Like in real political life
India’s general elections are just a few weeks away and the political contest is already dominating the public debates like no other theme. Elections stand at the heart of the democratic system, they are the ultimate opportunity for the sovereign to determine the future of the country.
Educating voters is an important objective of democratic civic education and particularly important at election times. “The Poll - The Great Indian Election Game” stands out as a “very innovative contribution to understand the complexities of India’s elections,” says Dr. Ronald Meinardus, Regional Director of the Friedrich Naumann Foundation for Freedom (FNF).
The first political board-game of its kind in India aims at teaching the Indian voter the ins and outs of elections in a playful manner. Developed by “Seeking Modern Applications for Real Transformation,” an NGO better known by the acronym SMART, in partnership with FNF, the new game comes just in time as the political campaigns heat up throughout the country.
The man behind the project who designed the game from scratch is journalist Abeer Kapoor. He was assisted by a team of professionals who took advice from Indian and also international board game experts.
More recently, Mr. Kapoor has been touring the country, playing and explaining the game at various venues – and getting only positive feedback, we are told.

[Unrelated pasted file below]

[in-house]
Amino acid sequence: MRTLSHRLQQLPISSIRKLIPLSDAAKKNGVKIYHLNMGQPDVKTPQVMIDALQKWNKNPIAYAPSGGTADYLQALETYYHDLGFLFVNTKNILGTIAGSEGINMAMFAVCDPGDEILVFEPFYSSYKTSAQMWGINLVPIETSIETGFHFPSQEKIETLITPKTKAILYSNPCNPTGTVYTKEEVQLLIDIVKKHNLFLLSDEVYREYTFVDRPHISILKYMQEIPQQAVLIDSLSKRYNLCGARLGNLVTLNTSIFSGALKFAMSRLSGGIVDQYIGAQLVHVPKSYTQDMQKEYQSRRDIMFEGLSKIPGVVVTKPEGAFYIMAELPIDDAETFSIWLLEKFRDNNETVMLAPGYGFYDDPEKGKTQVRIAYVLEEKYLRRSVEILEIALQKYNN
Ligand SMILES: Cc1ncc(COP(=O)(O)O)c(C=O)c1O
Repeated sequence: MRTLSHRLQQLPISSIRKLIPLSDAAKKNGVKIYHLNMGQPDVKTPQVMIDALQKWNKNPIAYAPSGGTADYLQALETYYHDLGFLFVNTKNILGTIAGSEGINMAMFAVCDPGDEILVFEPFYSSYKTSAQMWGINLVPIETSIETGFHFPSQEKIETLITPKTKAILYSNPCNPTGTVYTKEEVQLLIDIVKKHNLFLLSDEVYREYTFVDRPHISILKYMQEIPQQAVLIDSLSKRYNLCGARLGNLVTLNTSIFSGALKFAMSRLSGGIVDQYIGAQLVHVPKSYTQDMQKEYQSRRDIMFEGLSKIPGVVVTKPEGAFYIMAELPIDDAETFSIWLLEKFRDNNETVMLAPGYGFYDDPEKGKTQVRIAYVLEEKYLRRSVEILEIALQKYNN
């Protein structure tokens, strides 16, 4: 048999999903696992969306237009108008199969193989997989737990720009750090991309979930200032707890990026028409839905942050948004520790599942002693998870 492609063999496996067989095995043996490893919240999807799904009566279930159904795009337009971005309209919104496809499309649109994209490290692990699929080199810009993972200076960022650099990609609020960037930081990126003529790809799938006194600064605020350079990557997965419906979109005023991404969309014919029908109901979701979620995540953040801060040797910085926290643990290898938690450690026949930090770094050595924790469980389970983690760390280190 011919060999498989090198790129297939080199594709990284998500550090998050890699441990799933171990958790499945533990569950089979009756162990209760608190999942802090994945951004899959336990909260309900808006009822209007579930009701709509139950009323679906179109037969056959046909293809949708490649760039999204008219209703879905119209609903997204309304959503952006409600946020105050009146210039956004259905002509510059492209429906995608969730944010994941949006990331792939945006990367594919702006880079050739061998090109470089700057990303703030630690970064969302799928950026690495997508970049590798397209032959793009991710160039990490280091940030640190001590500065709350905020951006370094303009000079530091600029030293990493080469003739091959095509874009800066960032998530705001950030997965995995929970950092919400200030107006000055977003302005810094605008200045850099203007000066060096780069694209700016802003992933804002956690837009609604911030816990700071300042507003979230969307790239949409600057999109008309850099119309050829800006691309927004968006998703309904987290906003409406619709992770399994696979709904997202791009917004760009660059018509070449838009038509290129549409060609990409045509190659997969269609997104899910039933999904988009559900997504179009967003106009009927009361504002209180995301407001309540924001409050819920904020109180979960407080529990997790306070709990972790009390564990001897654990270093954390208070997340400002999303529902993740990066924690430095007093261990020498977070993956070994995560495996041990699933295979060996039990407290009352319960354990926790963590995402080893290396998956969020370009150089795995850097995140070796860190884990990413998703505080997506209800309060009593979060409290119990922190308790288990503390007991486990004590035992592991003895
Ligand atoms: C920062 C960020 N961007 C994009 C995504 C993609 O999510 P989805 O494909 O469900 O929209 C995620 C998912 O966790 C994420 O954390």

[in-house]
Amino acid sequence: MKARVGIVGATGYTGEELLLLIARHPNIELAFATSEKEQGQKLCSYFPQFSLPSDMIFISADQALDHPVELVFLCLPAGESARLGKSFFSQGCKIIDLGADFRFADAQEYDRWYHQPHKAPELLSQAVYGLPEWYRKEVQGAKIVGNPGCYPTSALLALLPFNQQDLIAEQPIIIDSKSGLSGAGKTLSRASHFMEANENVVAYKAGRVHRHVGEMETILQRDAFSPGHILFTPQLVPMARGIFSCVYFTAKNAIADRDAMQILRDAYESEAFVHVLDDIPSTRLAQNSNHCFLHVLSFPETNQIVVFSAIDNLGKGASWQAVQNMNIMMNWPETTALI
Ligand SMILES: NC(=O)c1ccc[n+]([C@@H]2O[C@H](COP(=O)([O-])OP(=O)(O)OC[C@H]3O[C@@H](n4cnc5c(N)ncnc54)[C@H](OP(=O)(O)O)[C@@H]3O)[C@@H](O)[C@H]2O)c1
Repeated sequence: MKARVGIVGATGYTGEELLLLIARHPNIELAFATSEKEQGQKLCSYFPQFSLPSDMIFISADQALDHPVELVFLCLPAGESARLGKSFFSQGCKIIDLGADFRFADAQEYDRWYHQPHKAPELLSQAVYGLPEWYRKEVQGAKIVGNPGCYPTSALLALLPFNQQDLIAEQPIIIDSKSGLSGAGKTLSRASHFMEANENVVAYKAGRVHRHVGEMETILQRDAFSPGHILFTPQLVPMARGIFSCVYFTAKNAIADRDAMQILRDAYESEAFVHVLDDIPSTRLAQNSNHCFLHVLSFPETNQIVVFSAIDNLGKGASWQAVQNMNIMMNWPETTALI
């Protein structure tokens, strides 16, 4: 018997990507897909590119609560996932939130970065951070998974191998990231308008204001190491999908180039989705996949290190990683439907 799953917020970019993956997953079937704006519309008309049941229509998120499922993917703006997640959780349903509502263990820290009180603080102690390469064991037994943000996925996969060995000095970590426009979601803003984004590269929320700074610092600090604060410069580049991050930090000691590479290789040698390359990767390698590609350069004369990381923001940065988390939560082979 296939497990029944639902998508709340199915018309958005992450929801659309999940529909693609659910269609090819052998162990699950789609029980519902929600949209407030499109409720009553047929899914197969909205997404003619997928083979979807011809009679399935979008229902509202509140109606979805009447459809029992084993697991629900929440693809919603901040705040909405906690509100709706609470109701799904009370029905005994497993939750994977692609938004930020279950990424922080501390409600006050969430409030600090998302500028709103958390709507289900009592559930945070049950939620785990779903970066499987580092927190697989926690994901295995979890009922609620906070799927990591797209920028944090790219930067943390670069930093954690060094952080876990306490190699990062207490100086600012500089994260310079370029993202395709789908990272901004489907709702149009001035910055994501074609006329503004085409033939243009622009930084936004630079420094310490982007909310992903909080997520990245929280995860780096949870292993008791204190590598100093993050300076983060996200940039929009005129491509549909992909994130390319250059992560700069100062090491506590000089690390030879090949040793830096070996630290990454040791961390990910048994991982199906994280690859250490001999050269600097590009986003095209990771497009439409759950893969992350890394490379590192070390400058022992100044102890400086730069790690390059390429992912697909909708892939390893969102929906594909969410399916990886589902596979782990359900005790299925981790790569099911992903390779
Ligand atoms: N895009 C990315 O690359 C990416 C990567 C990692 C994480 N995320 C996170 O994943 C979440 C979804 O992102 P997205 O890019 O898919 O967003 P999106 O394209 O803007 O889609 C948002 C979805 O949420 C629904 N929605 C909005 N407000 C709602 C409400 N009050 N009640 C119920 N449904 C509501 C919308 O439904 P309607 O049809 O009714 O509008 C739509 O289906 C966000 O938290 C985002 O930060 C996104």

So how then does it work?
Players begin by building a “manifesto” for their political party in an effort to establish a constituency. They pick “policy cards” that align with the “constituency cards” placed at the center in the beginning of the game. Players then enter into the next phase which is the campaign. This can get “rather dirty,” says Rajat Kumar, Program Manager at FNF who has played “The Poll” multiple times with growing appreciation. Contenders may employ strategies like utilizing black money or “Whatsapp Uncle,” a recent phenomenon in India where this social media platform is used to spread misinformation. Players, of course, may also employ “clean” strategies like door-to-door campaigning.
The purpose is to win
One premise of ‘The Poll’ is “promise versus implementation:” to invite players to question the parties’ manifestoes and the promises made by politicians ahead of the poll. In the game, players quickly forget their campaign promises no matter how altruistic they may have sounded putting winning ahead of all other considerations. “The purpose is to win whether that means to beg, borrow, or steal,” says Abeer Kapoor.
Participants engage with the electoral process and have fun doing it, he adds with a smile. While they shift through the “policy cards,” the players assess the vocabulary of the various policy positions and campaign promises of political parties. In the course, they inevitably form strategic alliances based on their party platforms, just like in real political life. This creates many learning opportunities, people who have joined the exercise agree.
Kapoor describes “The Poll’s” target audience as “young, thinking, and concerned.” Together with the English version the game is also available in Hindi. For now, the reach of the game is India. But that, for Abeer Kapoor and his team, is not the end of the story. They hope the game will attract attention also beyond the shores of the biggest democracy on earth.